View of Victoria Hospital, Second Series 1969–71
Greg Curnoe, View of Victoria Hospital, Second Series, February 10, 1969–March 10, 1971
Oil, rubber stamp and ink, graphite, and wallpaper on plywood, in Plexiglas strip frame, with audiotape, tape player, loudspeakers, and eight-page text (photocopied from a rubber-stamped notebook), 243.8 x 487 cm
National Gallery of Canada, Ottawa
The windows in Greg Curnoe’s new studio at 38 Weston Street gave him a view across the Thames River in London, Ontario, to Victoria Hospital. Not only was this the dominant feature on the landscape, it was the place where he and so many of his family and friends had been born or had died, and he began four series on the subject. The first was the monumental View of Victoria Hospital, First Series: #1–6. This work, the second series, was produced just after the first was finished, and the third (two sound recordings, 1969) and fourth (two sketches for the second series glued together) completed his multimedia exploration of the view of the building.
View of Victoria Hospital, Second Series is a painted depiction of the view from two panes of a studio window, accompanied by a tape that plays through speakers inserted at the top corners of the painting and an eight-page text typed in the uppercase letters Curnoe favoured. The text, keyed to the numbers on the painting, records the time and date of sights from his window during the two years it took to complete the work. In effect, the text is a journal with daily observations—the lights he saw at night; the birds and insects that flew by; the clouds he viewed; the windows of the rooms where artist Jack Chambers (1931–1978), his father, and others were patients; and the cars and steam shovels that passed by—recorded with painstaking particularity.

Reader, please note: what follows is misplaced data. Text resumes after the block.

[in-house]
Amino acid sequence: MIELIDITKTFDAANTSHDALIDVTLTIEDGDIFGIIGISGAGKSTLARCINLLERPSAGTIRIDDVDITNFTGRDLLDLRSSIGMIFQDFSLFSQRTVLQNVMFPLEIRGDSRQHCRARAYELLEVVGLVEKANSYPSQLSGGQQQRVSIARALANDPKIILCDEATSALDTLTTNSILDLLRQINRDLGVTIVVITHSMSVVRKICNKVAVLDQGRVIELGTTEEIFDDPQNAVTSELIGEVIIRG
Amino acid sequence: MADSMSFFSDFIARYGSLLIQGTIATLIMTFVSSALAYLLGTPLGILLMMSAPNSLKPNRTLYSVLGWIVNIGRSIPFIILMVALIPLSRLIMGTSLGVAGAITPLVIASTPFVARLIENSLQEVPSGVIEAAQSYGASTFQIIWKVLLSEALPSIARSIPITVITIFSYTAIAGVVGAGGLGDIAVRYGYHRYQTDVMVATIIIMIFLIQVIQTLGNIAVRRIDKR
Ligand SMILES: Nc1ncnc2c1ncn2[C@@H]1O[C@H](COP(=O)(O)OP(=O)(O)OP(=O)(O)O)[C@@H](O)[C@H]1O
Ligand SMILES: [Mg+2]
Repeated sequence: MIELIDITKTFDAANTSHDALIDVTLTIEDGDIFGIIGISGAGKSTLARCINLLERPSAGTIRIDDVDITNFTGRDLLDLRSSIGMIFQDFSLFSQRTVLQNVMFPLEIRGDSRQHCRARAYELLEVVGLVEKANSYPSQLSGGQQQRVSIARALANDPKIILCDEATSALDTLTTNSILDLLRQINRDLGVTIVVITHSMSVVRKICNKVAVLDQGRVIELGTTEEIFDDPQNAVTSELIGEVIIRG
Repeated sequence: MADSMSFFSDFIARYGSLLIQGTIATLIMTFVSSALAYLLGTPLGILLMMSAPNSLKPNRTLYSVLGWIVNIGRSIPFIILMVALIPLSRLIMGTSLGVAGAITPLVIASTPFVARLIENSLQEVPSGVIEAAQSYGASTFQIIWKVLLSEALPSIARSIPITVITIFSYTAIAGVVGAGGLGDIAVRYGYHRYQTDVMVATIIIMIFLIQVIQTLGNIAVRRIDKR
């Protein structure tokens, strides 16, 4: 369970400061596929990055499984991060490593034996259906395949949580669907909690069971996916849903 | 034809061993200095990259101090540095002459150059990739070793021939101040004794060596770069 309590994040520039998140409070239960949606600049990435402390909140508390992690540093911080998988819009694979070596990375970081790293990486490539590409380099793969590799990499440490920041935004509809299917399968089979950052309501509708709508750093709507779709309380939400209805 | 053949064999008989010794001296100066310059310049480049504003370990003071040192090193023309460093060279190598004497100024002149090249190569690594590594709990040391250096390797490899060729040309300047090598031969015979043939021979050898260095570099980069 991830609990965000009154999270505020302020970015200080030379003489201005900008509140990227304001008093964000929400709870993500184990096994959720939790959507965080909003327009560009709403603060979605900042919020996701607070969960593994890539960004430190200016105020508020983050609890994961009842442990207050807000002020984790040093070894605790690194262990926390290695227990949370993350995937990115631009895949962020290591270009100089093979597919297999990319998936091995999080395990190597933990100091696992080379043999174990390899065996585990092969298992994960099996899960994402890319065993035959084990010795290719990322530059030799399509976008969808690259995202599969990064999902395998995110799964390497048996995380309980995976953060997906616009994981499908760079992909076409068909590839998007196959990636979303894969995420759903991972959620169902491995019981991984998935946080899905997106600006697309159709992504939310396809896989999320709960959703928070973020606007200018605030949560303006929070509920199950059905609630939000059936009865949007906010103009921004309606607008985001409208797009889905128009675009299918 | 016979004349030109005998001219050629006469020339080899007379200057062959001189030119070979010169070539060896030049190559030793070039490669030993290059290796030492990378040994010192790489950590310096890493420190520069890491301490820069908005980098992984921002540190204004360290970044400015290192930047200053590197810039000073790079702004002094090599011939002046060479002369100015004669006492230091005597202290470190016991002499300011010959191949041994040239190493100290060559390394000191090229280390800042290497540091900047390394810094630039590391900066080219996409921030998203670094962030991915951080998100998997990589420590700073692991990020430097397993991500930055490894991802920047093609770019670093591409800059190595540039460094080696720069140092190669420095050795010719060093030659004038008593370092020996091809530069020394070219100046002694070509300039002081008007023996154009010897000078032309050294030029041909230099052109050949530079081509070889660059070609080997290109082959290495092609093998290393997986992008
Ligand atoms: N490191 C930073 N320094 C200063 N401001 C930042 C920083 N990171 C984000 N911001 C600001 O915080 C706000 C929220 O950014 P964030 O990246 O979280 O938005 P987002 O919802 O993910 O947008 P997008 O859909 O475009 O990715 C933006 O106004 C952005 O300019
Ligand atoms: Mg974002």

The bright, flat colours in this work are arbitrarily chosen. A blue Bromo-Seltzer bottle hangs on the inside of the window frame, and the mullion, which Curnoe almost forgot to add, divides the painting from top to bottom. The effect for the viewer, moving back and forth in front of the very large painting, is an experience on three levels simultaneously—reading, looking, and listening.
Chambers painted his own version of Victoria Hospital, which he had photographed from the roof of Curnoe’s studio. At first, the two painted their works back to back in Curnoe’s studio, but Chambers, weakened by leukemia, had to complete his painting in his own studio. What resulted were two very different approaches to a “regionalist” subject.